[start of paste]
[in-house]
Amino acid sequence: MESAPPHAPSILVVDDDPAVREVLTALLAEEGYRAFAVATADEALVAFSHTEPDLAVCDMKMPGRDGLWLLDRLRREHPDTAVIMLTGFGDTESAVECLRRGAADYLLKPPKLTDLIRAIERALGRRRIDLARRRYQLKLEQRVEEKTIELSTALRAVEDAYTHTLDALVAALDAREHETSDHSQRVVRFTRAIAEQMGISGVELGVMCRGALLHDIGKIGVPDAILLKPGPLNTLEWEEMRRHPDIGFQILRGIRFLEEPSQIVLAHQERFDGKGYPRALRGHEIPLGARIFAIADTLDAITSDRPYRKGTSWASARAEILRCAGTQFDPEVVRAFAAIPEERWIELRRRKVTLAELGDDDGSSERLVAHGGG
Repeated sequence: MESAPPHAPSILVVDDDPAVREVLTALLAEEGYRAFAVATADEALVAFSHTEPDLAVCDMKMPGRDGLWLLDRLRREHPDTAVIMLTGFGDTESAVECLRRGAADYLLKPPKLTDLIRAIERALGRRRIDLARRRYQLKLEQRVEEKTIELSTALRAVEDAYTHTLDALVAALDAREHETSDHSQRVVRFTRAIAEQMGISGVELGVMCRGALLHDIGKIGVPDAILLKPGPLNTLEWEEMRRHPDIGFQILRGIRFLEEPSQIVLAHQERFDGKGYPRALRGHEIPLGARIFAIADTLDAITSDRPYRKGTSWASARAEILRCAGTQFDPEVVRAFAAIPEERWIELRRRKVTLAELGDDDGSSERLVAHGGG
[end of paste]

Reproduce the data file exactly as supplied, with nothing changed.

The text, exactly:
[in-house]
Amino acid sequence: MESAPPHAPSILVVDDDPAVREVLTALLAEEGYRAFAVATADEALVAFSHTEPDLAVCDMKMPGRDGLWLLDRLRREHPDTAVIMLTGFGDTESAVECLRRGAADYLLKPPKLTDLIRAIERALGRRRIDLARRRYQLKLEQRVEEKTIELSTALRAVEDAYTHTLDALVAALDAREHETSDHSQRVVRFTRAIAEQMGISGVELGVMCRGALLHDIGKIGVPDAILLKPGPLNTLEWEEMRRHPDIGFQILRGIRFLEEPSQIVLAHQERFDGKGYPRALRGHEIPLGARIFAIADTLDAITSDRPYRKGTSWASARAEILRCAGTQFDPEVVRAFAAIPEERWIELRRRKVTLAELGDDDGSSERLVAHGGG
Repeated sequence: MESAPPHAPSILVVDDDPAVREVLTALLAEEGYRAFAVATADEALVAFSHTEPDLAVCDMKMPGRDGLWLLDRLRREHPDTAVIMLTGFGDTESAVECLRRGAADYLLKPPKLTDLIRAIERALGRRRIDLARRRYQLKLEQRVEEKTIELSTALRAVEDAYTHTLDALVAALDAREHETSDHSQRVVRFTRAIAEQMGISGVELGVMCRGALLHDIGKIGVPDAILLKPGPLNTLEWEEMRRHPDIGFQILRGIRFLEEPSQIVLAHQERFDGKGYPRALRGHEIPLGARIFAIADTLDAITSDRPYRKGTSWASARAEILRCAGTQFDPEVVRAFAAIPEERWIELRRRKVTLAELGDDDGSSERLVAHGGG